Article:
Gary was determined and methodical. Unable to speak a word of French, he passed his French O Level purely by skilful planning. He knew that a large percentage of the marks were allotted for the essay question which was likely to be on a limited range of topics. He reckoned that if he learnt by heart an essay on a day at the beach, “Sur La Plage”, he’d be in with a chance of passing. So he did – and he passed. On holiday in France a couple of years later, he was still unable to do so much as order a drink in a cafe. But put him sur la plage and he was happy.
Gary took a similarly determined attitude to his future. Leaving school at 16, he needed to choose a career. The biggest shop on the local high street was Woolworths, so he applied to become a trainee Woolworths manager. He did well at his job, ultimately managing the branch in the Strand in London, planning carefully at every step. One of his tasks was to deposit the store’s daily takings at the nearby bank. Rather than worry about security, he simply put the cash in a Woolworths carrier bag every day, confident that no mugger would ever think it worth stealing something that came from Woolworths.
He brought a new order to every aspect of his job. One Christmas, he discovered that his staff were comparing the cards he had given each of them to try to decide who he liked best. He then put a list on the staffroom noticeboard allocating points to each Christmas card image. This allowed staff to calculate scientifically how much he liked them. If their card showed a Santa – 5 points, Christmas tree – 4 points, snow scene – 3 points, and so on. I am not entirely convinced he was joking.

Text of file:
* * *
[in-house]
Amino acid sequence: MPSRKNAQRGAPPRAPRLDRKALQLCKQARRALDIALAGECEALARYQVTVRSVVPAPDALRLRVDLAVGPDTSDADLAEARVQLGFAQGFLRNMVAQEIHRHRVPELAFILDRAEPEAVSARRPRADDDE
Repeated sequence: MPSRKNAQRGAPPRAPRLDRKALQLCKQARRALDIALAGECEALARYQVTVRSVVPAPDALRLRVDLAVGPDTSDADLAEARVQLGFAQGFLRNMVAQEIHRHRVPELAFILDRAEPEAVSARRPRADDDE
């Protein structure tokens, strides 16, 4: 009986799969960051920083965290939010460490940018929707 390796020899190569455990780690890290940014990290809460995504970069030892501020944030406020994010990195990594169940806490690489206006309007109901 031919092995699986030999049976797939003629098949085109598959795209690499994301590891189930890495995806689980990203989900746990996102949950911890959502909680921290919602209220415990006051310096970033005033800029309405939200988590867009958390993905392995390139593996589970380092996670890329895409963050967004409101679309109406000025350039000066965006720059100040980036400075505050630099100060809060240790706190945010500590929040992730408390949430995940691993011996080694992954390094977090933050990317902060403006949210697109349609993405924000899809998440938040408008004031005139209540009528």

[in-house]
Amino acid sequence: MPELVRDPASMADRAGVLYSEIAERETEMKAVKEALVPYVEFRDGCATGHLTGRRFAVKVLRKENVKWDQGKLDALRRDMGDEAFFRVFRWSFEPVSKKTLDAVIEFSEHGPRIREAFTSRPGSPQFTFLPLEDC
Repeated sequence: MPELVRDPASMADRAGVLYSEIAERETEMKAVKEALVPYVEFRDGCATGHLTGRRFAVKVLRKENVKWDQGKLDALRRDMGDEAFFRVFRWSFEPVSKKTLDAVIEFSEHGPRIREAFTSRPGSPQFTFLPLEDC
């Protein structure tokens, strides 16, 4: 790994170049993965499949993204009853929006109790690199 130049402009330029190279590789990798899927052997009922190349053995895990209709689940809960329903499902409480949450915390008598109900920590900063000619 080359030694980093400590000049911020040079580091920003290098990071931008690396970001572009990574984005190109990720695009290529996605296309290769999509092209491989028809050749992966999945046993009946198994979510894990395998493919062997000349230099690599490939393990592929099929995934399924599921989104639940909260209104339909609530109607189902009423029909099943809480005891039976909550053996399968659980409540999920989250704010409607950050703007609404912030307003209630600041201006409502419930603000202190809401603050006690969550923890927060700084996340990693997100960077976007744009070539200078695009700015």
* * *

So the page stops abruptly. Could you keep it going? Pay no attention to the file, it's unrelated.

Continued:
Gary’s personal habits were also meticulously organised. He enjoyed his food but in a very orderly way. Confronted by a plate of food, he would start carefully at one side, taking little forkfuls across the plate, gradually clearing it in a straight line from one side to another. It was like watching a military campaign, the invading force gradually capture enemy territory, pushing the line ever further back. Gary’s only concession to the taste of his food was to choose as his starting point the side opposite his favourite item of food. With a roast dinner, that would be the meat. His progress was fascinating. It was like watching Pac-Man have lunch.
I’ve always taken Gary’s approach to gardening. I’m a fair-weather gardener and I don’t bother much between November and March. Then when the first Spring-like day comes along, I venture into the small lean-to that we grandly call our conservatory and revive all the plants out there. Next, I step outside the lean-to, which opens on to my herb garden. I thoroughly weed the herb garden before advancing to the pond immediately beyond it. Once the pond is in order, I progress a couple of steps to the first vegetable bed – and so on, until everything in the garden is to my liking. It’s a long, slow job, but the benefit is that you always see the best first and the untidiest bit is always furthest from view. It’s the opposite of painting yourself into a corner.
And this holiday it occurs to me that Gary’s strategy would work equally well with tidying. I start off upstairs, standing on the landing and sweeping my mind’s eye around the first floor, like the radar detector you see on old films of U-boats. First stop is my daughter’s bedroom (a complete muddle since she’s spent the last week “camping” on the floor for a change of scene), then my bedroom, then the bathroom, then my study. Downstairs, the living room will be followed by the kitchen, then the larder, then (saving the worst till last), my husband’s study.
Suddenly, an insurmountable task is made manageable. With the help of my trusty iPod, full of BBC Radio 4 podcats, I feel further empowered. I can do this thing!